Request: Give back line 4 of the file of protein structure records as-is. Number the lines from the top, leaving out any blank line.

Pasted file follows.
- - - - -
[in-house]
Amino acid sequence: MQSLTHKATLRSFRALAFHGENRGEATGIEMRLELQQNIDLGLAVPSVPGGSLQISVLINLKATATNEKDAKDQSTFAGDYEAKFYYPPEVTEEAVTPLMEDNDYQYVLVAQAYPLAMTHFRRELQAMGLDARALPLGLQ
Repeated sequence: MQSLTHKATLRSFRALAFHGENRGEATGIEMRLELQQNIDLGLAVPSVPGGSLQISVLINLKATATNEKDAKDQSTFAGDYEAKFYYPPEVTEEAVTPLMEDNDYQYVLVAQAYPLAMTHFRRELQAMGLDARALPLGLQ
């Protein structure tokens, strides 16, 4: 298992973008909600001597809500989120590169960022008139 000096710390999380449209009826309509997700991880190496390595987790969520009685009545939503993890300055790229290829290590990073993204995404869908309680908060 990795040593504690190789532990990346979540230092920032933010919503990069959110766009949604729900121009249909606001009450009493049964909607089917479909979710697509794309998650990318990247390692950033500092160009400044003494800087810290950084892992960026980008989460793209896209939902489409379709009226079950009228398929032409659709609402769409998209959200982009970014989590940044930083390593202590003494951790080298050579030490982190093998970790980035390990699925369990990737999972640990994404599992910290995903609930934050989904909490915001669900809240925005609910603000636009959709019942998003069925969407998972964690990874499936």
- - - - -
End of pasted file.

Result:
């Protein structure tokens, strides 16, 4: 298992973008909600001597809500989120590169960022008139 000096710390999380449209009826309509997700991880190496390595987790969520009685009545939503993890300055790229290829290590990073993204995404869908309680908060 990795040593504690190789532990990346979540230092920032933010919503990069959110766009949604729900121009249909606001009450009493049964909607089917479909979710697509794309998650990318990247390692950033500092160009400044003494800087810290950084892992960026980008989460793209896209939902489409379709009226079950009228398929032409659709609402769409998209959200982009970014989590940044930083390593202590003494951790080298050579030490982190093998970790980035390990699925369990990737999972640990994404599992910290995903609930934050989904909490915001669900809240925005609910603000636009959709019942998003069925969407998972964690990874499936």